The placing of the visit near Christmas also connects us all with familial obligations and the trepidation/anticipation of duty visits to sometimes difficult relatives. The theme of the gifting of books as a connector also reminds us of we interpret the meaning behind any gift. Out of the books scattered around or piled up, perhaps the most hopeful and poignant was Thomas  A Harris  I’m Ok – You’re Ok.

There is a genuinely positive sense of this piece using creativity as a means to mental health well being and as a form of social action in a society where the current limitations of social workers, hospitals and police create huge gaps in the support of vulnerable people.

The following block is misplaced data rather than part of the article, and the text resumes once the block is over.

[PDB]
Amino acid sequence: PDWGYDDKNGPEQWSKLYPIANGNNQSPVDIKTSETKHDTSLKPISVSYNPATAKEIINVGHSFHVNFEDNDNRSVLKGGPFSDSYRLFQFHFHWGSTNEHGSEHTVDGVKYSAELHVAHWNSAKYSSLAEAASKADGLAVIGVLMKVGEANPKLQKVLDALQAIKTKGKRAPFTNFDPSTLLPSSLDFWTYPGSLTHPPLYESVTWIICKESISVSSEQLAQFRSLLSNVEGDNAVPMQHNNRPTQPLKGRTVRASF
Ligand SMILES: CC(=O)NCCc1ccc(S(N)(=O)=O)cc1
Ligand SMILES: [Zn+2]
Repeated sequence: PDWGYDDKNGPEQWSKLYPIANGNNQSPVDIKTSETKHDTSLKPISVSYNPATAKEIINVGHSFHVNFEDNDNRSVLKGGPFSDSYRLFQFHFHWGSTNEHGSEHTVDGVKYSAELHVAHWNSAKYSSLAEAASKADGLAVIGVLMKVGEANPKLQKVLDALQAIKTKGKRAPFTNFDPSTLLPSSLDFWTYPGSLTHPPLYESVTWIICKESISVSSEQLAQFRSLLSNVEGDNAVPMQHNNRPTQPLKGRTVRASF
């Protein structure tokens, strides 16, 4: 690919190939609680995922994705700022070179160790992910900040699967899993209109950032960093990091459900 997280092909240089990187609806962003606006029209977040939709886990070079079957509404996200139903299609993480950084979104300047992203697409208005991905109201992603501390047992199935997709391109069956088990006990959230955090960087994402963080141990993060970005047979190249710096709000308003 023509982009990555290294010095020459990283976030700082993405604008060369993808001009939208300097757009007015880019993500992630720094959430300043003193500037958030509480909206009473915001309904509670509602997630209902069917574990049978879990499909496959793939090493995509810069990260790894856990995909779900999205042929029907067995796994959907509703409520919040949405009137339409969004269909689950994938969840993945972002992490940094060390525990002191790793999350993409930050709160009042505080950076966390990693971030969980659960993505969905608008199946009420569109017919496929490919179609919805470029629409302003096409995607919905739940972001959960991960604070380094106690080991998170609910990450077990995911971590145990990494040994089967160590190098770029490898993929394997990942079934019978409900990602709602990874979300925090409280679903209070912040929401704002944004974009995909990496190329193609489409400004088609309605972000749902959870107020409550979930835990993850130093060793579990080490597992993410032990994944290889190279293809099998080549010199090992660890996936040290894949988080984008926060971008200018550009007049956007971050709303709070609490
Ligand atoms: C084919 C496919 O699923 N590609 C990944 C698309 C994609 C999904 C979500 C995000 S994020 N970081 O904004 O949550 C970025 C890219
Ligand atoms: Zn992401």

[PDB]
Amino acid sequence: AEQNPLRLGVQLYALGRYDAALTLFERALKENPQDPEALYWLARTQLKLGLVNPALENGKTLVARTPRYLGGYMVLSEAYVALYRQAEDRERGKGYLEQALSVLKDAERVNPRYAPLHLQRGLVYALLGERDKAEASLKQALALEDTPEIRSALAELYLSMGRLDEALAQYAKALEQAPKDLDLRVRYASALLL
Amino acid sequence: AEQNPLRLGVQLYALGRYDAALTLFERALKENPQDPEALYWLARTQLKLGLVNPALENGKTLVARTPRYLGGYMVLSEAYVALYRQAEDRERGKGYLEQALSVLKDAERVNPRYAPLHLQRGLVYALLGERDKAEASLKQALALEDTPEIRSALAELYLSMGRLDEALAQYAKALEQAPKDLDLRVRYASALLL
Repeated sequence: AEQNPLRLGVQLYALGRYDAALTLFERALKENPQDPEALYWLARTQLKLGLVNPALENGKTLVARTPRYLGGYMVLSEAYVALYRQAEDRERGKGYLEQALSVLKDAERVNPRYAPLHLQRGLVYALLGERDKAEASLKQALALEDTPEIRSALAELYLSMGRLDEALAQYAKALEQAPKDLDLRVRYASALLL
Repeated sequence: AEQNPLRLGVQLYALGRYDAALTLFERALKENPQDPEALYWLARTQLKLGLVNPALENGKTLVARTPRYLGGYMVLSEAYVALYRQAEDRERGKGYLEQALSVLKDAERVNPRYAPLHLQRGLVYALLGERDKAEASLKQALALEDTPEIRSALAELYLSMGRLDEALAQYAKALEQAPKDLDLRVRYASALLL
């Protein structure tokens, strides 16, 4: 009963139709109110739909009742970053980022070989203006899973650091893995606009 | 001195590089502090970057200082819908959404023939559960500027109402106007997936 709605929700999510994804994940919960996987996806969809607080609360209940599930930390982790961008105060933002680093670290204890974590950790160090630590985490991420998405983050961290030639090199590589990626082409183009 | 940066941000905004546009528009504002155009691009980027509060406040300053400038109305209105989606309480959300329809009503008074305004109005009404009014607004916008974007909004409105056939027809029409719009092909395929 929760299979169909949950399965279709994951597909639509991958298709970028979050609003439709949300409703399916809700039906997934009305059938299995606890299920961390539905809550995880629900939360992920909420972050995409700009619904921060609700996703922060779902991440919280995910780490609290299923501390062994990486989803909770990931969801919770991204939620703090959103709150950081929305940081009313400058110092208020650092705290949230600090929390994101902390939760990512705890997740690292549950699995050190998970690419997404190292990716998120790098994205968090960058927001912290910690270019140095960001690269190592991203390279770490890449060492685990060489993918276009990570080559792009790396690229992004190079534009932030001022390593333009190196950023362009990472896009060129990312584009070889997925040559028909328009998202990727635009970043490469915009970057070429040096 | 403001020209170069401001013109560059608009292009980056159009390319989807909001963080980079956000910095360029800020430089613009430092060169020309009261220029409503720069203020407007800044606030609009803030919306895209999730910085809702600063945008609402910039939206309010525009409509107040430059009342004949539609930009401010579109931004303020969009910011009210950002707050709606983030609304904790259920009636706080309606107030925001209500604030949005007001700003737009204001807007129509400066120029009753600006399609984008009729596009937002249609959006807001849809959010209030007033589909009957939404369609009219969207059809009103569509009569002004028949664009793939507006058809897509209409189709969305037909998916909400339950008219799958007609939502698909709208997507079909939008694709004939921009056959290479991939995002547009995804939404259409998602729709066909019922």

The final scenes are visually arresting as we literally see an unhinged mind open up in front of us. However this is no nightmare but a delightful child’s dreamscape evoking playfulness, magical thinking and possible redemption. This is a truly stellar show about how some emotional relationships can seem as unreachable as the Moon.

21 – 25 Nov CONTACT

Tour details

The new space at CONTACT Interview with Matt Fenton. 

I recently met with Matt Fenton Artistic Director and Chief Executive of CONTACT. He was brimming with enthusiasm over news that the global charitable foundation Wellcome was funding £600k towards a special new venue  within the £6.5 million redevelopment of the building. This additional funding is intended to create a space for health and wellbeing projects and will also fund an new production post for the next three years.